Continue reading ‘Wound healing in an elasmobranch fish is not impaired by high‐CO2 exposure’

Determining how biotic and abiotic variables affect the shell condition and parameters of Heliconoides inflatus pteropods from a sediment trap in the Cariaco Basin

Pteropods have been nicknamed the “canary in the coal mine” for ocean acidification because they are predicted to be among the first organisms to be affected by changing ocean chemistry. This is due to their fragile, aragonitic shells and high abundances in polar and subpolar regions where the impacts of ocean acidification are most pronounced. For pteropods to be used most effectively as indicators of ocean acidification, the biotic and abiotic factors influencing their shell formation and dissolution in the modern ocean need to be quantified and understood. Here, we measured the shell condition (i.e., the degree to which a shell has dissolved) and shell characteristics, including size, number of whorls, shell thickness, and shell volume (i.e., amount of shell material) of nearly 50 specimens of the pteropod species Heliconoides inflatus sampled from a sediment trap in the Cariaco Basin, Venezuela, over an 11-month period. The shell condition of pteropods from sediment traps has the potential to be altered at three stages: (1) when the organisms are live in the water column associated with ocean acidification, (2) when organisms are dead in the water column associated with biotic decay of organic matter and/or abiotic dissolution associated with ocean acidification, and (3) when organisms are in the closed sediment trap cup associated with abiotic alteration by the preservation solution. Shell condition was assessed using two methods: the Limacina Dissolution Index (LDX) and the opacity method. The opacity method was found to capture changes in shell condition only in the early stages of dissolution, whereas the LDX recorded dissolution changes over a much larger range. Because the water in the Cariaco Basin is supersaturated with respect to aragonite year-round, we assume no dissolution occurred during life, and there is no evidence that shell condition deteriorated with the length of time in the sediment trap. Light microscope and scanning electron microscope (SEM) images show the majority of alteration happened to dead pteropods while in the water column associated with the decay of organic matter. The most altered shells occurred in samples collected in September and October when water temperatures were warmest and when the amount of organic matter degradation, both within the shells of dead specimens and in the water column, was likely to have been the greatest.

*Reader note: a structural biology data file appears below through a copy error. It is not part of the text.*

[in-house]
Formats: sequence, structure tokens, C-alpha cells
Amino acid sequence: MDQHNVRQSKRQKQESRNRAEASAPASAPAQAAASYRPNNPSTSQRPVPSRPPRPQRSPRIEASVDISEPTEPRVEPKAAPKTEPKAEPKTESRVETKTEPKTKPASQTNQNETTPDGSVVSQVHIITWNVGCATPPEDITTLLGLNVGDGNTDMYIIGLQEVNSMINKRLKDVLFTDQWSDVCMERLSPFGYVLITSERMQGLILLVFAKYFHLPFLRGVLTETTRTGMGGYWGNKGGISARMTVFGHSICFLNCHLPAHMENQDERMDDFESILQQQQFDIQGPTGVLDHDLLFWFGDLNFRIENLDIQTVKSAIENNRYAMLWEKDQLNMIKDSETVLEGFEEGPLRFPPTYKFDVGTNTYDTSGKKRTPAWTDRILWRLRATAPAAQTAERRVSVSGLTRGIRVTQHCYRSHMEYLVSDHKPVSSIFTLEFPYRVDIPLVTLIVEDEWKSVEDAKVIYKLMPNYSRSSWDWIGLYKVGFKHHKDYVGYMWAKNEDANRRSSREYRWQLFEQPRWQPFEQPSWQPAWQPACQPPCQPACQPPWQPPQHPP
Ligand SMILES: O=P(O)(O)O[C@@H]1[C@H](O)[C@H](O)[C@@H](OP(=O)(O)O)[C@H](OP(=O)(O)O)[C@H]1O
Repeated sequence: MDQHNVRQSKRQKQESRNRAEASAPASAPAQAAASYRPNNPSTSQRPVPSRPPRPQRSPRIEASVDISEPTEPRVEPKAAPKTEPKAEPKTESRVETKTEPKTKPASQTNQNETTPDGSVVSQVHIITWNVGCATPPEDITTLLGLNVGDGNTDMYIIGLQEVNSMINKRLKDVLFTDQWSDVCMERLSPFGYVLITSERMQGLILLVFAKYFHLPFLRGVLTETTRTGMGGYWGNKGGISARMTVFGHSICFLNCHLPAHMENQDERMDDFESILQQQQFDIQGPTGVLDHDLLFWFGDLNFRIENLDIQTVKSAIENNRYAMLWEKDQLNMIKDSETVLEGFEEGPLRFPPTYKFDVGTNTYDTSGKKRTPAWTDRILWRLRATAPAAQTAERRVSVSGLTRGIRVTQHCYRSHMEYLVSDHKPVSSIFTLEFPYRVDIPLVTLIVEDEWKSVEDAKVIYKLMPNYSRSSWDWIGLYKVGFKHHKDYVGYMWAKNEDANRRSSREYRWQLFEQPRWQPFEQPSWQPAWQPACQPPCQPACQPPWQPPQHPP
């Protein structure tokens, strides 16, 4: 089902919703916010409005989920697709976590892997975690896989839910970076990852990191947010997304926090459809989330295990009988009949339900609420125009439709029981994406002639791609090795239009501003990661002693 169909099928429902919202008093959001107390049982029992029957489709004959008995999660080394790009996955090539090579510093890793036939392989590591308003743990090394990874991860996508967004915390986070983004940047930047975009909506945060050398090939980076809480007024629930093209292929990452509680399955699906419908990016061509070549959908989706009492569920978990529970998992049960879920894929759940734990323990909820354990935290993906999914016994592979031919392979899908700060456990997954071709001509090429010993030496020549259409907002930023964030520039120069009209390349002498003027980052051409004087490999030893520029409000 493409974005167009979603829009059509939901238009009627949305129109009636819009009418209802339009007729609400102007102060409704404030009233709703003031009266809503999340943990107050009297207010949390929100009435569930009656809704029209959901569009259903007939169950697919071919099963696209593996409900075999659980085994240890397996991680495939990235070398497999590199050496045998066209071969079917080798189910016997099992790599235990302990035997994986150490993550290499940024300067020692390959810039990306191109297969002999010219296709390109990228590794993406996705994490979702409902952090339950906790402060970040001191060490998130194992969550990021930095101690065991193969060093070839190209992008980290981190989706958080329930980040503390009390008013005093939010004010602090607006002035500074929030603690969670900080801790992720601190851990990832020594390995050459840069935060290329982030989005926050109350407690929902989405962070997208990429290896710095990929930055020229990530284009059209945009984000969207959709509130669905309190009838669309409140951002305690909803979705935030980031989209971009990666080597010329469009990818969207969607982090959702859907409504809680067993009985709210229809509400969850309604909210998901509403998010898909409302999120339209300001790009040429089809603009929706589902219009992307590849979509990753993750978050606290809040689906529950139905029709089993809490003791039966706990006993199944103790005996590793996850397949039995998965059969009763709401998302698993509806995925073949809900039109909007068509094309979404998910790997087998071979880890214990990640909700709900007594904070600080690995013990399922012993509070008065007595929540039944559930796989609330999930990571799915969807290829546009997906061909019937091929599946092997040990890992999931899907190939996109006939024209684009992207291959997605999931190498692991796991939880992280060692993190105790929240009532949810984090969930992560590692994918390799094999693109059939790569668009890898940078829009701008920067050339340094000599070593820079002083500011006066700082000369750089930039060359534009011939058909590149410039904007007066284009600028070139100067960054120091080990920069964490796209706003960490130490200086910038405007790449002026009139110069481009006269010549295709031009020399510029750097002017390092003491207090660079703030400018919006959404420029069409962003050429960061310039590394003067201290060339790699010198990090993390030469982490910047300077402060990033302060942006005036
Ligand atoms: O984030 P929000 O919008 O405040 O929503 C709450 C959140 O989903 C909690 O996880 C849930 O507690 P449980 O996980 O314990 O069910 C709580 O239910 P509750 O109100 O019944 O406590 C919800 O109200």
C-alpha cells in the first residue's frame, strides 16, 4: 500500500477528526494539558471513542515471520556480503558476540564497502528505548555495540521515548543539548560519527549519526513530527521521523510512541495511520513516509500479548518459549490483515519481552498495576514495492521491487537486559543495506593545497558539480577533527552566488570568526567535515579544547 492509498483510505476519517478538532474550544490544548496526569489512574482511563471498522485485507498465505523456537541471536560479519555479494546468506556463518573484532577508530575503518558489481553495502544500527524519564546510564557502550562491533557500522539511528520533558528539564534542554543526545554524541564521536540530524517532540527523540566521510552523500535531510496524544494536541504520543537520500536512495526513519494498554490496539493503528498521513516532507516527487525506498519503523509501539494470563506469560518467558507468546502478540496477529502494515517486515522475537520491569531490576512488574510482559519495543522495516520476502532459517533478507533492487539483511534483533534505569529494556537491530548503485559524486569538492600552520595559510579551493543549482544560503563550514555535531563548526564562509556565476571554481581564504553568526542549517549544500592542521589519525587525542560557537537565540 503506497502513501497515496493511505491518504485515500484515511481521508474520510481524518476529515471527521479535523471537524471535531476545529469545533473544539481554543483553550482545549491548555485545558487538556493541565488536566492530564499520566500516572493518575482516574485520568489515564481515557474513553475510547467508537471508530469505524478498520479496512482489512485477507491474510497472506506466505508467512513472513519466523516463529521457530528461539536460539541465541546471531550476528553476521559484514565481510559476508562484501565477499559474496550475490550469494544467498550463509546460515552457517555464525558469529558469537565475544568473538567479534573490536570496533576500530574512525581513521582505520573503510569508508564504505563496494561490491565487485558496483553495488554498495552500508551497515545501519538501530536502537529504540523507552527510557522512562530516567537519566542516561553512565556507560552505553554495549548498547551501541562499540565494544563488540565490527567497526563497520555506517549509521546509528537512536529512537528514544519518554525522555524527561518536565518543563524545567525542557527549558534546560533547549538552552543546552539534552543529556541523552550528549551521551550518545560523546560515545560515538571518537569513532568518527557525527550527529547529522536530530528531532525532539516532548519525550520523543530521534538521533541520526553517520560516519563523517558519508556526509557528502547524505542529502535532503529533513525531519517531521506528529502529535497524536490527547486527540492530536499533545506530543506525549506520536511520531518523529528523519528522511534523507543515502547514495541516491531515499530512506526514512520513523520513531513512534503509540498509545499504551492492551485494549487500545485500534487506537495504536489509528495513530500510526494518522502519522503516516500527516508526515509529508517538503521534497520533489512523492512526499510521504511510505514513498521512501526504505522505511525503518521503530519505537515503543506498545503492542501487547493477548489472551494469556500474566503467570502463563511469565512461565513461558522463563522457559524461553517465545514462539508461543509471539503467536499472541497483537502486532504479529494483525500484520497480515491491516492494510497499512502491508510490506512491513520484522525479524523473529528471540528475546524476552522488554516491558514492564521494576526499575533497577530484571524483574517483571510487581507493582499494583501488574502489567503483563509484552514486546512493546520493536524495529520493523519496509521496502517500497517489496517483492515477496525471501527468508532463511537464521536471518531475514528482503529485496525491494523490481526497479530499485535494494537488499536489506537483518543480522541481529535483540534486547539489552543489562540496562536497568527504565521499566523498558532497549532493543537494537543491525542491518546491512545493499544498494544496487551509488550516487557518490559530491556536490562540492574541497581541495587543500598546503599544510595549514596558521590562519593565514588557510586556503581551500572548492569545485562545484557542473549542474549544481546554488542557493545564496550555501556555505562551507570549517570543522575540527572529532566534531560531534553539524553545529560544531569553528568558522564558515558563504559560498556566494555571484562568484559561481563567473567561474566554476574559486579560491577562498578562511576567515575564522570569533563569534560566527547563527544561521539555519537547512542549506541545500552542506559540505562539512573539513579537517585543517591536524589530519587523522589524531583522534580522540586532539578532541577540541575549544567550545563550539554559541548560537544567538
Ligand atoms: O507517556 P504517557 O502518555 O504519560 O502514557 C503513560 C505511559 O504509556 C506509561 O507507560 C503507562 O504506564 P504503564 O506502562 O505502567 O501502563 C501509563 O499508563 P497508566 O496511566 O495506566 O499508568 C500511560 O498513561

Continue reading ‘Determining how biotic and abiotic variables affect the shell condition and parameters of Heliconoides inflatus pteropods from a sediment trap in the Cariaco Basin’

Coral persistence despite extreme periodic pH fluctuations at a volcanically acidified Caribbean reef

Naturally acidified environments, such as those caused by volcanic CO2 venting, reveal how complex coral reef ecosystems may respond to future ocean acidification conditions. Few of these sites have been described worldwide, and only a single such site is known from the Caribbean. Herein, we have characterized an area of volcanic acidification at Mayreau Island, St. Vincent and the Grenadines. Despite localized CO2 enrichment and gas venting, the surrounding area has high hard and soft coral cover, as well as extensive carbonate frameworks. Twice daily extremes in acidification, in some cases leading to undersaturation of aragonite, are correlated with tidal fluctuations and are likely related to water flow. Corals persisting despite this periodic acidification can provide insights into mechanisms of resilience and the importance of natural pH variability on coral reefs.

Continue reading ‘Coral persistence despite extreme periodic pH fluctuations at a volcanically acidified Caribbean reef’

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Ocean acidification in the IPCC AR5 WG II

OUP book